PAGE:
Here is where I’ll keep track of my readings, quotes and notes for the project.
This will be an ongoing post…
This looming and unequal wealth explosion is important because it will exacerbate the current fault lines of global inequality. Internet use is overwhelmingly concentrated in advanced economies, and the biggest gaps are in the world’s poorest areas.
The map and chart below shows hot spots of internet connectivity in most developed countries and huge opportunities to increase access to the internet in developing countries.
Yet we are still learning what “identity in a digital world” means. We are also still evolving policies and practices on how best to collect, process or use identity-related data in ways that empower individuals without infringing on their freedoms or causing them harm. There is significant room to improve how identity data is handled online, and how much control individuals have in the process.
Nothing is as fundamental to human beings as identity. Our identity is, literally, who we are: a combination of personal history, innate and learnt beliefs and behaviors, and a bundle of cultural, family, national, team, gender or other identities. However we understand it, identity always matters. Our identity is important because it exists in relation to others. It exists in relation to the economic and social structures in which we live. How we are represented in economic, political and other societal systems – and our degree of choice and control as to how we are represented in these systems – sets the parameters for the opportunities and rights available to us in our daily lives.
Whether we want it or not, our identity is increasingly digital, distributed and a decider of what products, services and information we access. This identity online is not simply a matter of a website login or online avatar – it is the sum total of the growing and evolving mass of information about us, our profiles and the history of our activities online. It relates to inferences made about us, based on this mass of information, which become new data points.
Today, the average internet user has 92 online accounts, and is likely to have over 200 by 2020
>>>>>> HOW MANY LOGINS I HAVE?
The result for individuals is a decreasing understanding of or control over how they are represented online. With that digital representation determining so much of how we live our lives, these changes add up to a rewriting of the social contract, and we are barely even aware of it. Any discussion on shaping digital identities should start and end with the individual – one who is born into a fully digital world – and what these identities mean for that person’s future.
General Links for Inspiration 🙂
One of the reasons we seldom discuss the issues of this invisible infrastructure is the fact that the speed of the packets traveling through the network is so big and unnoticeable to us, in most cases we don’t feel a significant difference in whether our packets are traveling just around the corner or to around the world and back.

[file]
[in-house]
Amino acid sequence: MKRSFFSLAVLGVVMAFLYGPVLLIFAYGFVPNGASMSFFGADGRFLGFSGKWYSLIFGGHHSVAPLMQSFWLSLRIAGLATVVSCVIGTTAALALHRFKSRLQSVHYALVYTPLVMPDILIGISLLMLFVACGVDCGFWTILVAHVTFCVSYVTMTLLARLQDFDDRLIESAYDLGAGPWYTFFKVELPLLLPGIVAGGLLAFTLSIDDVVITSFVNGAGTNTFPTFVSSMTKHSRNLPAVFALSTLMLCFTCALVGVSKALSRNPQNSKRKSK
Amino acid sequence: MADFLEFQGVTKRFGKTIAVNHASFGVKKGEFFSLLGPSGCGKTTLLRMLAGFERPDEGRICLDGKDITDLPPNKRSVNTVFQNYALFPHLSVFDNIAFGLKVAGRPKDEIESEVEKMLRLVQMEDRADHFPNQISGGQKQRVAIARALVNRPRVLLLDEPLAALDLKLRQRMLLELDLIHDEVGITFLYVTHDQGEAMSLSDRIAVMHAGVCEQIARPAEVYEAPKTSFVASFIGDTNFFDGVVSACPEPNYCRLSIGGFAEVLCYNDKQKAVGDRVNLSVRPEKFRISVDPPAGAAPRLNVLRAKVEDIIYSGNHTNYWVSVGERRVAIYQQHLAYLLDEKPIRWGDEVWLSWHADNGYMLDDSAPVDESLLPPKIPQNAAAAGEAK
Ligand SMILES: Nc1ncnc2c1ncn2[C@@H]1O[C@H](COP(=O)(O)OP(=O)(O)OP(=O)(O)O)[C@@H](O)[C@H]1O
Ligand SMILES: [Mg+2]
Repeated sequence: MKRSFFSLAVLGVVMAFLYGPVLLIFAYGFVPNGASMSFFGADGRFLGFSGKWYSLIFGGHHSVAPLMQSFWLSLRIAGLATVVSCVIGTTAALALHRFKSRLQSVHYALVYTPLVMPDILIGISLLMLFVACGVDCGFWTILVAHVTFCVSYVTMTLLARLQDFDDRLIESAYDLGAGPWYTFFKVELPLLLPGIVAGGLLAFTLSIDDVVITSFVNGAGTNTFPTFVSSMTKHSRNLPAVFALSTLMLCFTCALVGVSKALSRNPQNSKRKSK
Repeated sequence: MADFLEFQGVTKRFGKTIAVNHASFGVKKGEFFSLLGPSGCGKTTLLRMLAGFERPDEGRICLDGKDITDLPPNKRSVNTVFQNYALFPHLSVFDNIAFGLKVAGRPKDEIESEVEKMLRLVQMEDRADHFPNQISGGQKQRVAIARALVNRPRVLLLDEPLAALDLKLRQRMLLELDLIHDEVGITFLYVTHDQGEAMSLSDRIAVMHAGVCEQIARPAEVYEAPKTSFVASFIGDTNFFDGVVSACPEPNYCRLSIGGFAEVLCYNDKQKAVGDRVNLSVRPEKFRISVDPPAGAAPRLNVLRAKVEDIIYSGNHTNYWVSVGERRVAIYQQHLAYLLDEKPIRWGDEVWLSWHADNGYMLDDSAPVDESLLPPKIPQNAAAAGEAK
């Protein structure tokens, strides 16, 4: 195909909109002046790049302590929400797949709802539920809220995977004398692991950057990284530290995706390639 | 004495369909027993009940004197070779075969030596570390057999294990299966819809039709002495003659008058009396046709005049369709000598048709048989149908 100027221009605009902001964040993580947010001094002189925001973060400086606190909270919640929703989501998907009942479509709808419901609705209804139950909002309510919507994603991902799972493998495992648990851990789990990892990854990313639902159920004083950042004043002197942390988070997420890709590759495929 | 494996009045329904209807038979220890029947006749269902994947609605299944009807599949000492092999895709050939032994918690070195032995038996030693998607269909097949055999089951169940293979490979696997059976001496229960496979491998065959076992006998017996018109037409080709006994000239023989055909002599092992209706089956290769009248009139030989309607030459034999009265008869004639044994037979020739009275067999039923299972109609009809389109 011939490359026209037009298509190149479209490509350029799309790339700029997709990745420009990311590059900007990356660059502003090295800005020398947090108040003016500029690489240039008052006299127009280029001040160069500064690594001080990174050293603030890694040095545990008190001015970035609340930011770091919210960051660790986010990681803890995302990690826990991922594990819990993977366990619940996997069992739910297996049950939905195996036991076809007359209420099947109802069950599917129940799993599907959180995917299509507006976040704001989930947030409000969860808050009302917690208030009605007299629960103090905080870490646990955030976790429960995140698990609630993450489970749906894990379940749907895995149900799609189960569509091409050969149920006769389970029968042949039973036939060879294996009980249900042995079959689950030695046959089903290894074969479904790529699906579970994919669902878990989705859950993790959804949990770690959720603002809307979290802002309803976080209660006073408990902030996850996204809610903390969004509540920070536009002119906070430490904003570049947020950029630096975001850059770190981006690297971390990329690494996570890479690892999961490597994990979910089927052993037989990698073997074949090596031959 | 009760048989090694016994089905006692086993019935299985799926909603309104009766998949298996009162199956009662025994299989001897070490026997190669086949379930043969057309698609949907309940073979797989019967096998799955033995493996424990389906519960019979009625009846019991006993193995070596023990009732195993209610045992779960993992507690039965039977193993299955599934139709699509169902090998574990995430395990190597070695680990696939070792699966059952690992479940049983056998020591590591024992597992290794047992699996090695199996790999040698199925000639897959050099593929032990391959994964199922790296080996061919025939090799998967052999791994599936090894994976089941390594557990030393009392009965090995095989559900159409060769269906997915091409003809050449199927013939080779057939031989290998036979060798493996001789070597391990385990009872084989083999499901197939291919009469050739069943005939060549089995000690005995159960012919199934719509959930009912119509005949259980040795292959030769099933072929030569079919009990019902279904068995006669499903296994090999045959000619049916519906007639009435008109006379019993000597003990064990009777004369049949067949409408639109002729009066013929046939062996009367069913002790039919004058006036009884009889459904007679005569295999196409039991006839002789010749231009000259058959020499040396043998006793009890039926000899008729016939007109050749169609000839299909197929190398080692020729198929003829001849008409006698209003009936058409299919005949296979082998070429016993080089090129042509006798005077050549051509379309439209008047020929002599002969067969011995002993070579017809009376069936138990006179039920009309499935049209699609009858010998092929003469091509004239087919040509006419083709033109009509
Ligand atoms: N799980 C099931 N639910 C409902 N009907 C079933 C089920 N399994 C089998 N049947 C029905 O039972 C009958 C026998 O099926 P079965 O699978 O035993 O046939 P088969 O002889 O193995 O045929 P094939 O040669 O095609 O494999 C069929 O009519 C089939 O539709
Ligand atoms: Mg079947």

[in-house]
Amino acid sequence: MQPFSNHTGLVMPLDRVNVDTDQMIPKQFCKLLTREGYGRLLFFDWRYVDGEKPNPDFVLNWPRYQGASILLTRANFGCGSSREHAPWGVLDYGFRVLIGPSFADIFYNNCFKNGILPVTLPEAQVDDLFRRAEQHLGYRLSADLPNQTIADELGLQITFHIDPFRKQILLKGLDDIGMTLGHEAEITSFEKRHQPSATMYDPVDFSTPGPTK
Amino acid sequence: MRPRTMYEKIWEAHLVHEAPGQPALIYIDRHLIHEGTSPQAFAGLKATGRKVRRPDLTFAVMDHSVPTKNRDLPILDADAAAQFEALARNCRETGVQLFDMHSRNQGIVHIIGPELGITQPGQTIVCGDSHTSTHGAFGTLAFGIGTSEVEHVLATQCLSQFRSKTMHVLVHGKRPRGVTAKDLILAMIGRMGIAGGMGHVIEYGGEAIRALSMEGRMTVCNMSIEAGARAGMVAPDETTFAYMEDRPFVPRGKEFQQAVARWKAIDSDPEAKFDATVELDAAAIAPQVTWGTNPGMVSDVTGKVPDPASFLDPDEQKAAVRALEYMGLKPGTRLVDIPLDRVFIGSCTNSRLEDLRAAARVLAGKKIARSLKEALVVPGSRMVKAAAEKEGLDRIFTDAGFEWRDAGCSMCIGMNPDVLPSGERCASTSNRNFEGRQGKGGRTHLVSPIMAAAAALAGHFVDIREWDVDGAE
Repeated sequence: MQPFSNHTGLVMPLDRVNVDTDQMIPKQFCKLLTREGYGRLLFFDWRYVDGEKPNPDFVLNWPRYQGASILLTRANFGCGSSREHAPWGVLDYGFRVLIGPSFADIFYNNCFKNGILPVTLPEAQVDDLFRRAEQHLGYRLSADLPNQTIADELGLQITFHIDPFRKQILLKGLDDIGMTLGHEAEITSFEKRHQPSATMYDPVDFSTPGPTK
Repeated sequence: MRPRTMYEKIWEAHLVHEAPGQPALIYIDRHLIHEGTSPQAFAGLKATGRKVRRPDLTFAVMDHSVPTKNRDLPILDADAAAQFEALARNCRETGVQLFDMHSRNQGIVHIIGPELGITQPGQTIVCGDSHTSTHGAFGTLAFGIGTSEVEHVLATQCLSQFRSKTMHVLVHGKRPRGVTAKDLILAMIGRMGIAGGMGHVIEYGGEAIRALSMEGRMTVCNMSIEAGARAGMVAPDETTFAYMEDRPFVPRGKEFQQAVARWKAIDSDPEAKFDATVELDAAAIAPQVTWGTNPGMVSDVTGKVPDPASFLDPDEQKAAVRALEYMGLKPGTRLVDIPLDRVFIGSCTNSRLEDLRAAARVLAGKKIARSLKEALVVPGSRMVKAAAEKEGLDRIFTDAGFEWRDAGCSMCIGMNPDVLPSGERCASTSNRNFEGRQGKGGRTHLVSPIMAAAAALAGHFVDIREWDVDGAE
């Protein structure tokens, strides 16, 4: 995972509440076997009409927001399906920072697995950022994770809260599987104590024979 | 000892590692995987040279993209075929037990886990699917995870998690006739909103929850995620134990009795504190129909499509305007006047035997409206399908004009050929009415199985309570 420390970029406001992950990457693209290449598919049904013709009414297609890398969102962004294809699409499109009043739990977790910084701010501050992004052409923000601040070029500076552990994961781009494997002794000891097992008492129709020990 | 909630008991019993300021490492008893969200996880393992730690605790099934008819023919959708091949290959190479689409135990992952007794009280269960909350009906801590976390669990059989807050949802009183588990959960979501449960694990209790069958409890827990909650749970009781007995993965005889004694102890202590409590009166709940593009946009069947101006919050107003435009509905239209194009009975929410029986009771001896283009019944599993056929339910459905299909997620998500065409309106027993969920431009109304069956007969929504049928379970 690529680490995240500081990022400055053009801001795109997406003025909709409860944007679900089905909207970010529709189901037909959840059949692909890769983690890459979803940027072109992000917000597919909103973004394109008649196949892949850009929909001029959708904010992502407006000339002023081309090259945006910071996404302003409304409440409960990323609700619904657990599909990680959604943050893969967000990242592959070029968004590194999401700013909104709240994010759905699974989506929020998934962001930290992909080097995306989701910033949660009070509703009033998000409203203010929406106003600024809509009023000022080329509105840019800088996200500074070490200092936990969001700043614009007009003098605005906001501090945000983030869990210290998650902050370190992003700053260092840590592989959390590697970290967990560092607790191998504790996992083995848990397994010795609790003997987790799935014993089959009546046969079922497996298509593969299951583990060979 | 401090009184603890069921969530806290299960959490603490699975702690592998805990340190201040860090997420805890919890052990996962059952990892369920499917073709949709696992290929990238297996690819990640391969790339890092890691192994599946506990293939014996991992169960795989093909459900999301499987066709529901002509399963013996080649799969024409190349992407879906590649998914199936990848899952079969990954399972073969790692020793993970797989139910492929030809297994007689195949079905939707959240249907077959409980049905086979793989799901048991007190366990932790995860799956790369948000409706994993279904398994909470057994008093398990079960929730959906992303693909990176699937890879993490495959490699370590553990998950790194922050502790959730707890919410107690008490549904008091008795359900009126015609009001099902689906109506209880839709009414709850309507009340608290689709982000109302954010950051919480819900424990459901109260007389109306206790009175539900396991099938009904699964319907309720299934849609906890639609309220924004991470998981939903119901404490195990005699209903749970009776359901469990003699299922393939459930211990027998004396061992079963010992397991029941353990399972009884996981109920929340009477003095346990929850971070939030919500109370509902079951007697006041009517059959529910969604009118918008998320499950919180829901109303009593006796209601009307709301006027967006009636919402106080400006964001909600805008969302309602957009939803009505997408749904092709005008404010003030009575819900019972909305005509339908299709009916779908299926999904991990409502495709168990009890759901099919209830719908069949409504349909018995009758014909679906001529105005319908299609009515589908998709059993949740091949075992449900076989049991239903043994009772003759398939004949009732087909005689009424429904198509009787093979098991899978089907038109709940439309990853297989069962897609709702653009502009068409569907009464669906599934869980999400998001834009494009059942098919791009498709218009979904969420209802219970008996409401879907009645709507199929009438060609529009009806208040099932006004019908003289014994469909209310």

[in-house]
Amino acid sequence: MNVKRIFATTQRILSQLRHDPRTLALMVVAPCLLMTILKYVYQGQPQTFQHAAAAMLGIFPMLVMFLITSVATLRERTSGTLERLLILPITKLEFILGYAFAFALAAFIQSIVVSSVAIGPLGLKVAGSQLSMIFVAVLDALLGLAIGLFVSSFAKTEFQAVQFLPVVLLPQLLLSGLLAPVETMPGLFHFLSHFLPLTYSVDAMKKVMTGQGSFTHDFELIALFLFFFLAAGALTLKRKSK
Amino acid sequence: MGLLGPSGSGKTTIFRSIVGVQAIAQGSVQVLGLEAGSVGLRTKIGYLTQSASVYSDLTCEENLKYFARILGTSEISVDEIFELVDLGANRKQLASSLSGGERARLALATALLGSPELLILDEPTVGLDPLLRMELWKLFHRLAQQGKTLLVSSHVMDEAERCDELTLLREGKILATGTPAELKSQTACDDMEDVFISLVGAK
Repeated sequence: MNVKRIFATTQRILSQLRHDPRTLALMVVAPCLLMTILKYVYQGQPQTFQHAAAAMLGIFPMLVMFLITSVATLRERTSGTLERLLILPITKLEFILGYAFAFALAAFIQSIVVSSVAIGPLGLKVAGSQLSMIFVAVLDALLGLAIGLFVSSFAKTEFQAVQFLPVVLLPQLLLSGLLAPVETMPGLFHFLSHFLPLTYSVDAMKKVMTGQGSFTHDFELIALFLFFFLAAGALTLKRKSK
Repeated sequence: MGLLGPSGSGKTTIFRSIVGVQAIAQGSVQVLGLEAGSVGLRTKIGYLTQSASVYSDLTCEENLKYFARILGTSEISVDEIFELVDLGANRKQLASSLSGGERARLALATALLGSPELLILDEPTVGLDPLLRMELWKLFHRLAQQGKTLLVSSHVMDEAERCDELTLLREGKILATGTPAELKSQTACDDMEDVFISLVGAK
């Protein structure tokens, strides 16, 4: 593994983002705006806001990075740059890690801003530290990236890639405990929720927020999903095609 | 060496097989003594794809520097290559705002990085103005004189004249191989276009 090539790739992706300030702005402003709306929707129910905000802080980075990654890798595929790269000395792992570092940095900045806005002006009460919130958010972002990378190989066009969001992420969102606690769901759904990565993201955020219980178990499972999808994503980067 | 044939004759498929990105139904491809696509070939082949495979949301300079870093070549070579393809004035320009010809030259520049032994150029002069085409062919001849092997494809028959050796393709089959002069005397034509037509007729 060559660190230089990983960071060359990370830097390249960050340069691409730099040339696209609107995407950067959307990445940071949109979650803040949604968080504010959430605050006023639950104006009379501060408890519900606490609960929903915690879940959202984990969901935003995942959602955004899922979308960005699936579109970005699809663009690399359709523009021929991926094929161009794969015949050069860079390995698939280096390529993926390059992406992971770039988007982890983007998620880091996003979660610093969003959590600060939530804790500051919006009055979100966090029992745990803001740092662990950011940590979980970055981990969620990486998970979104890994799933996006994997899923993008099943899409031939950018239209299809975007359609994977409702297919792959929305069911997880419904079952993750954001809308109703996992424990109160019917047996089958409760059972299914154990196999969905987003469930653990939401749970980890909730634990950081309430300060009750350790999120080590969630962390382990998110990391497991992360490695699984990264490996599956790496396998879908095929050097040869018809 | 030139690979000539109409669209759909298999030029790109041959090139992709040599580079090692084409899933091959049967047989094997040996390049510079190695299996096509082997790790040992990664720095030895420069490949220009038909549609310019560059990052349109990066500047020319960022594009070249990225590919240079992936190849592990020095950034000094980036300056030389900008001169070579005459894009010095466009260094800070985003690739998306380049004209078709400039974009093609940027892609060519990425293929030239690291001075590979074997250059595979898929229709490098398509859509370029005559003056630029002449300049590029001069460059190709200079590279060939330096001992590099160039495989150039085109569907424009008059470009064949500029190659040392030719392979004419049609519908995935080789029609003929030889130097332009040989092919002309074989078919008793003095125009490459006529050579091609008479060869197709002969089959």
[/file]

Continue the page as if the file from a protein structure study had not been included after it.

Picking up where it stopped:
There is three basic network structures:
Centralized. All the devices are connected to one center. This center has privileged accessibility and thus represents the dominant element of the network.
Decentralized. Although the center is still the point of highest accessibility, the network is structured so that sub-centers also have significant levels of accessibility.
Distributed. No center has a level of accessibility that significantly differs to the others.
It took us just a few minutes of looking into the dataset to associate the real name of the person behind this browsing history. Just by sorting his Facebook traffic, i.e., the profile pages he visits, we were able to identify the real person. Since Facebook is enforcing a “real name policy” this is a neat way to link someone’s browsing history with their real name. For a more structured approach, there are numerous academic papers6and models on how to uniquely identify users according to their browsing patterns and behaviors. Exploring Facebook URLs reveals much more than someone’s identity. Based on the structure of the URL we were able to reconstruct a part of this person’s social graph.
We are creatures of habits, and we tend to create repetitions and patterns in our everyday behaviour. We tend to go to bed and wake up at similar times, to create our morning routines and create rituals of our social interactions. Since many segments of our lives are mediated by technology, those patterns are replicated and visible through the different digital footprints. When patterns are recognised, anomaly detection is born. As stated by Pasquinelli8, the two epistemic poles of pattern and anomaly are the two sides of the same coin of algorithmic governance. An unexpected anomaly can be detected only against the ground of a pattern regularity.